Students work sedulously hard to obtain their grades at IMSA, many attending up to eight classes some days of the week, each class totaling 55 minutes. Yes, do the math. If only there was some method through which parents would be able to understand the academic struggles of their students. Some way for teachers to exercise their authority and the lesson plans to the parents. Indeed, such a manner exists. Parent day, although not unique and exclusive to IMSA, occurs every year for the primary reason of enlightening parents about the daily lives of their children, expectations and curriculums of their courses, as well as inside looks into their residential and extra-curricular lives. Perhaps in the exigent atmosphere of the prestigious learning academy, parent day is more necessary than in other schools. Parents would be glad to hear of their child’s accomplishments inside and out of the classroom. And if the teachers had some suggestions for improvement, the parents could serve as another liaison to get a learning message across to their students as their utmost goal is to see the success of their child.
Although parent day was not mandatory, it was highly recommended by teachers that parents attend. Parent day was in fact beneficial to the teachers as well. It would allow them to expunge any withheld compliments (or criticisms) of their students to the parents. In doing so, the parents would be able to adopt a more proactive role in the learning of their children. If the parents are more influential and motivational in the lives of their children, certainly the teachers would be able to do their jobs better and more fluidly, having mostly students who do their assignments. Ideally, a teacher transforms the intellect of a students because the students does what he/she asks to the fullest degree. It is evident that students are more likely to listen if there are told by both the parents and teachers; this combination is similar to forming an ameliorative alliance for the sake of the student.
IMSA’s parent day 2015 was on September 12th from 8:00 and lasted until 3:45. Those who lived near left their house the morning of the event but those who lived too far came the day before and remained in hotel. Regardless, the parking lot on parent day was overflown with cars, a rare site on a campus where very few students are permitted to have a car. Upon entering, parents are given an itinerary and schedule for the day that somewhat mimics that of their students’. The day began with a meeting organized by the parent advisory council (PAC) from 8:00-8:45. The council addresses common concerns of the parents at IMSA and begins the day with a series of reassurances while recruiting new members. The PAC is important and must be replenished with new personnel so it can continue to educate parents of the coming generations. Following the short meeting, parents adhered to their child’s class schedule from 9:00 to 12:45. However, instead of 55 minutes, each class was only 25 minutes. Parents, in that timeframe could have talked to the teachers and heard the teacher’s comments in the designated classroom. This balanced the population of parents across the classrooms, ensuring that no classes were overfull or underpopulated. This sample of a busy student’s day was given a hiatus with a subsequent 45 minute lunch break. However, parents did not eat in Sodexo; instead they ate in a potluck consolidated by donated dishes of other parents of the same hall as their student. For students it was an enjoyable alternative even from the palatability of Sodexo while for parents, it a wonderful meal at no cost. At From 1:30 to 3:45 parents had a final task of attending an SIR meeting which helped elucidate the workings of SIR, the staple student-research program of IMSA.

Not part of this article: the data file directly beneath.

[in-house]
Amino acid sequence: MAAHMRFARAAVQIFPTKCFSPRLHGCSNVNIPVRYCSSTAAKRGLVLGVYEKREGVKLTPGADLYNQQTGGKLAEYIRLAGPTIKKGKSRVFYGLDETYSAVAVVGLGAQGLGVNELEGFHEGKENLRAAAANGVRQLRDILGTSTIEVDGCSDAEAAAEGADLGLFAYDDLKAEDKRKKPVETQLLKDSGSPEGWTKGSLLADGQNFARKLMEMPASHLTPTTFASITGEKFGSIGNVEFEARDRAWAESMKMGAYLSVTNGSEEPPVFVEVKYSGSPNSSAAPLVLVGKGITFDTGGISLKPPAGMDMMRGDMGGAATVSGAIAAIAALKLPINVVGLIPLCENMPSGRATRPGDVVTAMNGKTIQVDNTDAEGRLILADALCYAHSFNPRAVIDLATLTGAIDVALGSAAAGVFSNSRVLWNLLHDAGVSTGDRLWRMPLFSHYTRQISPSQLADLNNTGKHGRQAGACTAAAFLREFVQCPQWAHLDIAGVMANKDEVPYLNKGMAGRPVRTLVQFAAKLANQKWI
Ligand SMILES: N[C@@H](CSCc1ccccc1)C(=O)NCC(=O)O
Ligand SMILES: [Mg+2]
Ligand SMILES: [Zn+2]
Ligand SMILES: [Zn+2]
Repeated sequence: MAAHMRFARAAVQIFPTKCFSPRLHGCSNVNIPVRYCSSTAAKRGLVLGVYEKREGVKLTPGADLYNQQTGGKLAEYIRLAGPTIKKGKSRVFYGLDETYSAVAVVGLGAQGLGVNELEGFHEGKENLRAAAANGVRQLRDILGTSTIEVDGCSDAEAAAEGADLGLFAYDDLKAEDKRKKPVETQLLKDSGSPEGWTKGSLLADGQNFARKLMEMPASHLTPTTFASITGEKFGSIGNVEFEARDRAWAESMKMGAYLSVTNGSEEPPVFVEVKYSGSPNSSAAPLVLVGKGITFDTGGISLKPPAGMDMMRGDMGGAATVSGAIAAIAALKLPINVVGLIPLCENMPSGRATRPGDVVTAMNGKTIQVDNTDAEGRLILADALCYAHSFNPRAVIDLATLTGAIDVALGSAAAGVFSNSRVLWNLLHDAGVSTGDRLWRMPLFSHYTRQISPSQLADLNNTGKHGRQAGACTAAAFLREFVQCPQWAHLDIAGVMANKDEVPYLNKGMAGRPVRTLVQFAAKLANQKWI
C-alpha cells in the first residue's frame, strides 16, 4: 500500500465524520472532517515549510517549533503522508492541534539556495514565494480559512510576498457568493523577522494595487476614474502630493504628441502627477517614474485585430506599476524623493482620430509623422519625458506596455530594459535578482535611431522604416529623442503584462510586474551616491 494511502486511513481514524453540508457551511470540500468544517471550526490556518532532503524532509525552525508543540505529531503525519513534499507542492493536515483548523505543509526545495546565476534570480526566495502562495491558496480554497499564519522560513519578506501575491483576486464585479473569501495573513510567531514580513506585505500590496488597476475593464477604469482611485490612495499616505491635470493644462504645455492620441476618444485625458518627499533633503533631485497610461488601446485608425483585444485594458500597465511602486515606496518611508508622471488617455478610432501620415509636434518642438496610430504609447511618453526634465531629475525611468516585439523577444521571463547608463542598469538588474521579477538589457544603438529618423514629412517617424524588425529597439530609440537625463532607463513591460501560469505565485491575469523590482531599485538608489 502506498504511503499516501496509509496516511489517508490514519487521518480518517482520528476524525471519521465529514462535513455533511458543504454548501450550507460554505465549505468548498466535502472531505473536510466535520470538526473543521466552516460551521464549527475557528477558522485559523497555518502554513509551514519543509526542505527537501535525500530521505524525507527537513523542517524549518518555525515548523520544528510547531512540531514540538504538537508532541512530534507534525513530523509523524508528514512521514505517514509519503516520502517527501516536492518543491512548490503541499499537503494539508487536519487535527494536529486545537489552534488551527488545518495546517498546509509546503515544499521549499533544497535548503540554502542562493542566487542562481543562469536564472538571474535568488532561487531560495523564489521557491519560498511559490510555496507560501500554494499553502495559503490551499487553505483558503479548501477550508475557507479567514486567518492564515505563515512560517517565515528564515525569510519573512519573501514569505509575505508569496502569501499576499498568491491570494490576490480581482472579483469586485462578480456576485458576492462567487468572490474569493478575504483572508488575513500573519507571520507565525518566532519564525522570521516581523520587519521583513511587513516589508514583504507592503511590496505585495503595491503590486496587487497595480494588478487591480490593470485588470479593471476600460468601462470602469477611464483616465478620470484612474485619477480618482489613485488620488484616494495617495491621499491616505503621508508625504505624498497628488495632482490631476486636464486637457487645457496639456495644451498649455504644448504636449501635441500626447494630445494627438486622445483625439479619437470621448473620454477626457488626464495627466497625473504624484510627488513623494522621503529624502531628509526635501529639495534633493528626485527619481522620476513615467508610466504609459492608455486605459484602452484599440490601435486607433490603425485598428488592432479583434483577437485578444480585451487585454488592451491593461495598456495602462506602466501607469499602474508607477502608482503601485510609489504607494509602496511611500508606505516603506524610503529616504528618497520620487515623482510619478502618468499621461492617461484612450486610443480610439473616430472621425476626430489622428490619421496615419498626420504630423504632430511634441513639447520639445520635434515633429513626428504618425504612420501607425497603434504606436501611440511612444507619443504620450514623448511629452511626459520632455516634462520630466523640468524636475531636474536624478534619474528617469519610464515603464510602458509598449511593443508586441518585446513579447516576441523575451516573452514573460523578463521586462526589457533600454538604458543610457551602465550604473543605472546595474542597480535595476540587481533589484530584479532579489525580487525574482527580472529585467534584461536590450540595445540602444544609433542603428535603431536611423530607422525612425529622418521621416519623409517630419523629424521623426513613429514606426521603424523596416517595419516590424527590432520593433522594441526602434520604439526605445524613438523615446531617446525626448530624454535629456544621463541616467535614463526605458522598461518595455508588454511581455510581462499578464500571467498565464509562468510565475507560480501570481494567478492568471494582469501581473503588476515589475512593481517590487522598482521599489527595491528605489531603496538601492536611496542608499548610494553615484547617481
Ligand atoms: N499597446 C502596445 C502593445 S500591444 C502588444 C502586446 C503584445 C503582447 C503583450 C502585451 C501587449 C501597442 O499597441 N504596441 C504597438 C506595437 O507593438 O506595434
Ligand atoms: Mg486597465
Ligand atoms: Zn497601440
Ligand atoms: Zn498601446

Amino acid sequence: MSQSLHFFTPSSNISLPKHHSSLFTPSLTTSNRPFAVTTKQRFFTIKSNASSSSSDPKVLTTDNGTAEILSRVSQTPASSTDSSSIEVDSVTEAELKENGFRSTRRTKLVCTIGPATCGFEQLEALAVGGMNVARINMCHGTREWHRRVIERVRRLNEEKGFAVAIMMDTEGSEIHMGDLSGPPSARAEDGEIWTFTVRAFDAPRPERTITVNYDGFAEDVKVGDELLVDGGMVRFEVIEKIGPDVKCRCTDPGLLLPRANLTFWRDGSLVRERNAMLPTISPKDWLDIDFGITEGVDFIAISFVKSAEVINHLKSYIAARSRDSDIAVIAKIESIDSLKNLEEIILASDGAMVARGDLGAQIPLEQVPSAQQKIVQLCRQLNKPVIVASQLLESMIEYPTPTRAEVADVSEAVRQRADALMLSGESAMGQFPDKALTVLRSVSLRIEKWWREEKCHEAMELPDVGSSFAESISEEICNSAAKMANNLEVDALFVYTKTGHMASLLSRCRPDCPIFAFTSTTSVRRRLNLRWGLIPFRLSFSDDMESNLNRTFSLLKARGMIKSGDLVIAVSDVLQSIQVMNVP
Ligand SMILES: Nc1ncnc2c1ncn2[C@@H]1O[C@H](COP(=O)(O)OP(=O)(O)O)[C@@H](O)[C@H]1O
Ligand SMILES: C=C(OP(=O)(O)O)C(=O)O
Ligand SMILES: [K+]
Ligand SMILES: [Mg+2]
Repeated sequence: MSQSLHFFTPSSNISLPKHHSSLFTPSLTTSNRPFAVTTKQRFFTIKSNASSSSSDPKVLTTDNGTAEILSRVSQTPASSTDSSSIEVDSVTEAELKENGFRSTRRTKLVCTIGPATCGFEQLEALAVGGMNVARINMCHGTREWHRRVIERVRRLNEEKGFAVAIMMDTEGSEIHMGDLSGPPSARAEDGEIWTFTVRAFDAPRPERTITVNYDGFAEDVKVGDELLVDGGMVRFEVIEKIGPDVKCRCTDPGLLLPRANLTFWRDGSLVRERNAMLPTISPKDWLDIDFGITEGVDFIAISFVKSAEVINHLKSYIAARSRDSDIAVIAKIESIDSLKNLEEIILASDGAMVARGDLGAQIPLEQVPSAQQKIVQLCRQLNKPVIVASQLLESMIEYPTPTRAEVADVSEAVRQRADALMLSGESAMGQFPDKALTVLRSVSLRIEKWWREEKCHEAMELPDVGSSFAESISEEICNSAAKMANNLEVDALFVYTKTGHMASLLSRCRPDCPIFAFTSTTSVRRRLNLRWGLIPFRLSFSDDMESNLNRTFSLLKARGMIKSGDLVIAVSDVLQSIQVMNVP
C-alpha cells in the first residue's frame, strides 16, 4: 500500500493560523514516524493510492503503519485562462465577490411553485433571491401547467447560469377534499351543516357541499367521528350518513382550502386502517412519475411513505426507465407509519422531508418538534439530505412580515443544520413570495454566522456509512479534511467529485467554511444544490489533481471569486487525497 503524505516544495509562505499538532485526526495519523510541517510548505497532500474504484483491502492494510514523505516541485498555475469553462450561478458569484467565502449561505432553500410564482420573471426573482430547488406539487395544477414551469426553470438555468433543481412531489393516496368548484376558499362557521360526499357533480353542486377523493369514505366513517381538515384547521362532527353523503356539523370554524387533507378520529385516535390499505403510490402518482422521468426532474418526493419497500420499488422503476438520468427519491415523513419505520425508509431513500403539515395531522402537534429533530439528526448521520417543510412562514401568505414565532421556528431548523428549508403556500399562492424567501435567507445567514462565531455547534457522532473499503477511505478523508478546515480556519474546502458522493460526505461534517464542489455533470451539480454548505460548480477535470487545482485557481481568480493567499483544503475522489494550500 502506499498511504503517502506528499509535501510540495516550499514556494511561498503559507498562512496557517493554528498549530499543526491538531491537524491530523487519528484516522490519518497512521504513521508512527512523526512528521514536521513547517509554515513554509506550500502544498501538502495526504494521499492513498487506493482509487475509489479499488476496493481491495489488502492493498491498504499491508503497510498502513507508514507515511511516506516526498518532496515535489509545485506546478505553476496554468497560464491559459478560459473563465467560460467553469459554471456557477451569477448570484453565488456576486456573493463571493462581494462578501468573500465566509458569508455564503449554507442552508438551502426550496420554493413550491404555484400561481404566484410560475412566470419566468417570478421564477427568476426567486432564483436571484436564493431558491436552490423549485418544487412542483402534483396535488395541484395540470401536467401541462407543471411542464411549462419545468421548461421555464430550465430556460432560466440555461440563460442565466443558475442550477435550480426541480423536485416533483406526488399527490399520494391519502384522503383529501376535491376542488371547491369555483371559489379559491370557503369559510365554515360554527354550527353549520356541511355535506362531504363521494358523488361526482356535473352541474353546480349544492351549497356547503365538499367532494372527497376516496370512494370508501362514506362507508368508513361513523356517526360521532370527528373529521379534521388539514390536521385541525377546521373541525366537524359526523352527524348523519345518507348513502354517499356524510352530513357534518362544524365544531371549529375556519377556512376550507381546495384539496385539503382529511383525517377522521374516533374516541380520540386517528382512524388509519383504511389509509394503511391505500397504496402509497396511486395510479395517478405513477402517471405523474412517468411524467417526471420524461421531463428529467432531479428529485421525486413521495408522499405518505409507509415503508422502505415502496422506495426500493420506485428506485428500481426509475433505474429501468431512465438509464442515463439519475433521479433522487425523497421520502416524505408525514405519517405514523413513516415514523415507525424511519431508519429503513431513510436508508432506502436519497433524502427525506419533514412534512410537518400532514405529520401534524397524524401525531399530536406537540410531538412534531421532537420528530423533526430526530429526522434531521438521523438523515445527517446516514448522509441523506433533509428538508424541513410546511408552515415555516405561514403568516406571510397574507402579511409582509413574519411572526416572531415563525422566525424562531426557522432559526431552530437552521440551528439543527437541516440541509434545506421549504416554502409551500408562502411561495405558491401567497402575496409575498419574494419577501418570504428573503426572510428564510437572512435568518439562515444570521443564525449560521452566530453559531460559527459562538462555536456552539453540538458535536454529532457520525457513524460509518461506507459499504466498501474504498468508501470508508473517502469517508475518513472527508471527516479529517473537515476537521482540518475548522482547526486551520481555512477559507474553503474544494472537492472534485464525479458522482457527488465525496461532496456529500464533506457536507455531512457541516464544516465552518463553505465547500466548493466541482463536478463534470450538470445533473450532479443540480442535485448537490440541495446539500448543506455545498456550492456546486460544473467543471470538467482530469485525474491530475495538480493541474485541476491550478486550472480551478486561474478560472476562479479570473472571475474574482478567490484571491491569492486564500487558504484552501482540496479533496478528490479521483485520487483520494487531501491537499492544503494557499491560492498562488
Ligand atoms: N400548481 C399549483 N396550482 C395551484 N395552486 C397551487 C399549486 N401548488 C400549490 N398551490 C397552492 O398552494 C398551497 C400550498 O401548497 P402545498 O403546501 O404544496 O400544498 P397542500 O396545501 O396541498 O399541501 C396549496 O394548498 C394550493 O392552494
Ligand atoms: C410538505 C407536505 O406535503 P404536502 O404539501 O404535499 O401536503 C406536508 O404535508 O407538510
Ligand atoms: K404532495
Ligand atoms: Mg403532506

In free time, parents were free to explore the building, speaking with other staff members, residential counselors, and learning about new programs such as IN2, the innovation hub. Student helpers were dispersed everywhere, guiding parents to their destinations out of the kindness of the heart and for volunteer hours. To terminate such a beautifully hectic day, the parents finally talked with the college and academic counselors (CACs) of their students discussing the journey of their child beyond high school and obtaining answer for their solicitous concerns. At the day’s end, parents did not simply leave, for many would not see their children for another week at the least. They took their child out for some time and chatted as a family. Parents expressed their love however they could have before leaving their children to the labors of IMSA and the very teachers who help them to their success.
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